By: Josh Terzino –
Here to shake up the notion that they’re another soul revival band. The Suffers are just as much influenced by classic rock & roll, country, Latin and Southern hip hop as they are the Stax/Volt or Muscle Shoals era.
The 10-piece band are bringing a fresh approach to what they have coined Gulf Coast Soul, and as late night legend David Letterman proclaimed in early 2015, “If you cant do this, get out of the business”, let it be known that The Suffers are here to stay.
With a year that included performances for NPR’s Tiny Desk, Newport Folk Fest, Austin City Limits Music Festival and The Late Show, The Suffers have delivered over 150 stirring performances of their signature third Coast Soul sound to thousands of new and old fans alike.
The large ensemble packs each position of the rhythm and horn section with a level of talent and taste that provides the perfect foundation for singer Kam Franklin’s massive voice. The band’s sincerity and emotion are laid bare in their music, which has garnered an audience so broad and varied that they may prove to be the panacea for a jaded and stratified live music scene.
During a press conference at the BottleRock Music Festival, Kam Franklin, Adam Castaneda, and Nick Zamora discussed The Suffers’ early beginnings, what their collaborative process is like, music festival murals, and more!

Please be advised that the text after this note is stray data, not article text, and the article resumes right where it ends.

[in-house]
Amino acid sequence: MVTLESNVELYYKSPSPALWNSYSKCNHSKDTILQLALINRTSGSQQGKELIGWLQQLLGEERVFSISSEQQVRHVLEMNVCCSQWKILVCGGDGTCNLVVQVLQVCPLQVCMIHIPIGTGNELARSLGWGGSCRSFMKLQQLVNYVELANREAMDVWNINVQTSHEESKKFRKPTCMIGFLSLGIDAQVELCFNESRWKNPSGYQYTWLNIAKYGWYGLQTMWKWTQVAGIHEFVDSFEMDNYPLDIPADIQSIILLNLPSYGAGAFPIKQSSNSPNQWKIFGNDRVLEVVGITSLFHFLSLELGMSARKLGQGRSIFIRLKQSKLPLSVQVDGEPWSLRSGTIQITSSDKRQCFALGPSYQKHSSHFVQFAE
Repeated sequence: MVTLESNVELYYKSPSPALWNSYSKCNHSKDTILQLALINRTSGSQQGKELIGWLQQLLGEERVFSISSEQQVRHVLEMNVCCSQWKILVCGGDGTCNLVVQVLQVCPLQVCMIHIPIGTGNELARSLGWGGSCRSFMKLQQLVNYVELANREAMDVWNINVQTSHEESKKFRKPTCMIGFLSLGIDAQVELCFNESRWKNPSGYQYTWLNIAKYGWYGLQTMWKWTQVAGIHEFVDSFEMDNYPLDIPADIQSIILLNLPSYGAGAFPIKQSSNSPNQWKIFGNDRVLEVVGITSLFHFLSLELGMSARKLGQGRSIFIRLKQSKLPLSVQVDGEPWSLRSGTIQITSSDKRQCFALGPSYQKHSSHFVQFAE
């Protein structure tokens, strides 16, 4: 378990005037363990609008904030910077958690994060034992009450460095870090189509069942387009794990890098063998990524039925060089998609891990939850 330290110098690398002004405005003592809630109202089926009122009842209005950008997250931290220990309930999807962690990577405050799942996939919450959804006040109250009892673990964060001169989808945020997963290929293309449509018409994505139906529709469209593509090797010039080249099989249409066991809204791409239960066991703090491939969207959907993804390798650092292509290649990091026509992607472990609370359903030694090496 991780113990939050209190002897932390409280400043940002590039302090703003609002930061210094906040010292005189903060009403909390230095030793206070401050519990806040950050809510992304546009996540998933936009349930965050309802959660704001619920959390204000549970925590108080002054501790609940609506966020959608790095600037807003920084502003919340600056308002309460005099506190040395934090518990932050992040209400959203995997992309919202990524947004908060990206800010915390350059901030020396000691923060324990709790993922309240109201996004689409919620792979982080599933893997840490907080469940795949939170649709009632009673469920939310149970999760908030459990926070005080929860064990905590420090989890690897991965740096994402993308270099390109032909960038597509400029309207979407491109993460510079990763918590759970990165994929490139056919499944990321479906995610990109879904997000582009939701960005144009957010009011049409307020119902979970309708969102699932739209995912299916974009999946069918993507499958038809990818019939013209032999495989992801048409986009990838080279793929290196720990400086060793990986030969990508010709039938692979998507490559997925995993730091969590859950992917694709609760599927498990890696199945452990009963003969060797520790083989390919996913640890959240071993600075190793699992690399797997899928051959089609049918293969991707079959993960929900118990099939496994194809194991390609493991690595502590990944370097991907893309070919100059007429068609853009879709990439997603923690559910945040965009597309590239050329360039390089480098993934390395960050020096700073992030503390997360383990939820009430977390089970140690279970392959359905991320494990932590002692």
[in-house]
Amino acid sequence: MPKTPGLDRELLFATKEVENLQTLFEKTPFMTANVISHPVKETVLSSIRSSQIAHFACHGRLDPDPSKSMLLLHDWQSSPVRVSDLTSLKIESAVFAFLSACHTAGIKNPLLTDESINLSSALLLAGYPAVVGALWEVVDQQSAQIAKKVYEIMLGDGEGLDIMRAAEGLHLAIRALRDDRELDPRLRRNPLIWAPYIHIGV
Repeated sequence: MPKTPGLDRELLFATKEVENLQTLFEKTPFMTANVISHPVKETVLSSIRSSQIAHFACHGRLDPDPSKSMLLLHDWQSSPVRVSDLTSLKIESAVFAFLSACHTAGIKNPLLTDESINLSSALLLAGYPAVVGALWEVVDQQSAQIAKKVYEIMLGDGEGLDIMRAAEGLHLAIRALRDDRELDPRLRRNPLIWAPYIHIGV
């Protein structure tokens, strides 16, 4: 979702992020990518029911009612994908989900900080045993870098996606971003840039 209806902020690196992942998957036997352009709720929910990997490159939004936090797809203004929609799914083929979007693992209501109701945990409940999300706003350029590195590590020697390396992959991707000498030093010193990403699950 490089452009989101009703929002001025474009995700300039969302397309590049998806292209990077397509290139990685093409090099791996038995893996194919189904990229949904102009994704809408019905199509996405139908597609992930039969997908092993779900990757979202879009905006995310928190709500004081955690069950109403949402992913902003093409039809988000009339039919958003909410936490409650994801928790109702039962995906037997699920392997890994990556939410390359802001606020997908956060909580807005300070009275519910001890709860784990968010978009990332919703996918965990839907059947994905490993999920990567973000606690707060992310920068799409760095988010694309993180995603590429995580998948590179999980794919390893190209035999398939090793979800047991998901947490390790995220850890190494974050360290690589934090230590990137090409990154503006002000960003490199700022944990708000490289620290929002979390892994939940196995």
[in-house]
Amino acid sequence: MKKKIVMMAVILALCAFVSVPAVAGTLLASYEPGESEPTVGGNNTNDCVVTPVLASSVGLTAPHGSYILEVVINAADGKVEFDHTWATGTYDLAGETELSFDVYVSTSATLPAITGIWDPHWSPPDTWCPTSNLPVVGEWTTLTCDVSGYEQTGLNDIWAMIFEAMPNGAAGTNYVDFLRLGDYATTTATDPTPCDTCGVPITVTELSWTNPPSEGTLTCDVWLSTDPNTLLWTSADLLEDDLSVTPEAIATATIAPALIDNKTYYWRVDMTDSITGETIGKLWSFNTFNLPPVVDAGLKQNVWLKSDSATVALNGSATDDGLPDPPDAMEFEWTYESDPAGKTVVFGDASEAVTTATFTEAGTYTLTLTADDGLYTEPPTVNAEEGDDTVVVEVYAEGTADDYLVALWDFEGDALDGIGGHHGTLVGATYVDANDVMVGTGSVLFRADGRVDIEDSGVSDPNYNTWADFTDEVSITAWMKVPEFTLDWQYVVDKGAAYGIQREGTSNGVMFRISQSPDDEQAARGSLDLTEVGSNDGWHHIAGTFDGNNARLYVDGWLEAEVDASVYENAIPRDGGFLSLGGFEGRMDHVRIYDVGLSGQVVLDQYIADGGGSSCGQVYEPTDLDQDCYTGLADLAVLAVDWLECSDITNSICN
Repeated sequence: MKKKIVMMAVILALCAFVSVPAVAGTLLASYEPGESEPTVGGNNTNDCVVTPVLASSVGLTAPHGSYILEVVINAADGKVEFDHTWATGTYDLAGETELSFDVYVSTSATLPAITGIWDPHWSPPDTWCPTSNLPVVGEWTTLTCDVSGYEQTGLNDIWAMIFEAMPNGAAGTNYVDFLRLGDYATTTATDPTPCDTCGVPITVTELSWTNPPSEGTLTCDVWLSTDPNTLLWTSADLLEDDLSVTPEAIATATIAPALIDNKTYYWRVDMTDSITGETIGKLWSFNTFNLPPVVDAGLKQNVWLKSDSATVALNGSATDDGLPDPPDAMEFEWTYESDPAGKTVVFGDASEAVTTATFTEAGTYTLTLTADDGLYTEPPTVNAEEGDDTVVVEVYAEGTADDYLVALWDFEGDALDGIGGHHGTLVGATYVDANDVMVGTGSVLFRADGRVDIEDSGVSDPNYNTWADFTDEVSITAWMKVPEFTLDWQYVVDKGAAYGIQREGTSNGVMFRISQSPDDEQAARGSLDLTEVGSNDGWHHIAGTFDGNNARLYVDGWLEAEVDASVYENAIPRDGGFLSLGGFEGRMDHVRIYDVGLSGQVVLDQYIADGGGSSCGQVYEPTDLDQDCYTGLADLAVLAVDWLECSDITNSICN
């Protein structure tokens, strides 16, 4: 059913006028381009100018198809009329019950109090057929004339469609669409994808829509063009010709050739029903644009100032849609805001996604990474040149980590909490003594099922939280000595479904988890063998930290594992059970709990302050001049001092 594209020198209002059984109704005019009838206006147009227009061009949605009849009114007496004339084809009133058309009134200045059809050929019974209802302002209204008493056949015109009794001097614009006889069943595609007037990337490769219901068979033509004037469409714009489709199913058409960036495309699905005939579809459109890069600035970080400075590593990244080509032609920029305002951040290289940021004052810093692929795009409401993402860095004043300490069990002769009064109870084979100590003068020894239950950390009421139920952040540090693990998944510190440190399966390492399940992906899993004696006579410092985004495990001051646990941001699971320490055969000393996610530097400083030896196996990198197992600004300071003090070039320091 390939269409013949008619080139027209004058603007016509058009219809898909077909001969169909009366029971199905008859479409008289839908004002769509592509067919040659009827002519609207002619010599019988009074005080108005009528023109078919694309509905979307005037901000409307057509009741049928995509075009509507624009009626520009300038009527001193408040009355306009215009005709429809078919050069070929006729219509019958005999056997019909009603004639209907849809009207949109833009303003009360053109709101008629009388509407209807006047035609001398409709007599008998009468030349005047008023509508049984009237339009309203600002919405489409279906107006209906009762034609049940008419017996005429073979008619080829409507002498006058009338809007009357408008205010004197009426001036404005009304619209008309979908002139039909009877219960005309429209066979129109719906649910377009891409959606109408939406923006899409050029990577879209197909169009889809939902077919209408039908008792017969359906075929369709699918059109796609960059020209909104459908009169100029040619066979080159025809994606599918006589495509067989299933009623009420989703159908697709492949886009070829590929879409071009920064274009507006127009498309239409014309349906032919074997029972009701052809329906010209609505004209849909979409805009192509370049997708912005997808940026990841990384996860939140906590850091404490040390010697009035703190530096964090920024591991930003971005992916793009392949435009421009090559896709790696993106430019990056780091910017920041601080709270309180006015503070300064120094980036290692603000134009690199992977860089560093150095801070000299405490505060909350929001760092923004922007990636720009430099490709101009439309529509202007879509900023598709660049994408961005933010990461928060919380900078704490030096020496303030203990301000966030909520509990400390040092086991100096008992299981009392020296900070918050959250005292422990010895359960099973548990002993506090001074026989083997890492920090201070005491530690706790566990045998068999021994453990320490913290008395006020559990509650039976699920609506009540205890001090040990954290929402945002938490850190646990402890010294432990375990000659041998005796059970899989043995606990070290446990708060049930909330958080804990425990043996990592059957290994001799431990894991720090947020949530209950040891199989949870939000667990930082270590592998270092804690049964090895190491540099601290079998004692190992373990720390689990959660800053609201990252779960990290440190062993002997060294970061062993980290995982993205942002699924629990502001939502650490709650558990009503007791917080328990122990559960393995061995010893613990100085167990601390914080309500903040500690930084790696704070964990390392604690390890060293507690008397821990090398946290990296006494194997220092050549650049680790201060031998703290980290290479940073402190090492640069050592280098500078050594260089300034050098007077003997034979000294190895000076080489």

Tell me a little about how you got hooked up in the band?
Kam Franklin: Well, I’ve known the majority of them since I was in high school. We all started out doing punk rock and ska together back in Houston and it was one of those things that over about ten or fifteen years we always said we’d work together and it never happened. Then one day Adam and Pat our keyboard player decided, hey let’s just try. And the original goal was for it to be a reggae/ska/jam band for weddings and stuff and eventually it began evolving into this more soulful sound and we’ve just been doing that the last five years.
Who’s writing the music? Is it a pretty collaborative process?
Adam Castaneda: It’s pretty collaborative thing. We’re pretty lucky that we have a couple people in the band that are really gifted at writing music. Someone will have an idea, maybe a chord progression or just a texture they’re thinking of and we’ll all get around and then it becomes a Suffers song. But it is a very democratic thing.
Nick Zamora: We have different roles. Some people come in with ideas and some of us are better at taking those and making them into songs. Sometimes it’s just the first thing we start playing at rehearsal just to get warmed up and it ends up sticking. We try to keep a phone or something recording even if we’re not doing something intentional. We just had a month off so the first thing we did was take a look at those old ideas and see if there’s anything there, but yeah we’ll take an idea and beat it to death and usually something good comes out.
Kam: Yeah it’s nice to have a panel of nine people there to critique any idea you might have. Most of the time it’s pretty positive, but if you do something that’s not awesome someone will quickly let you know.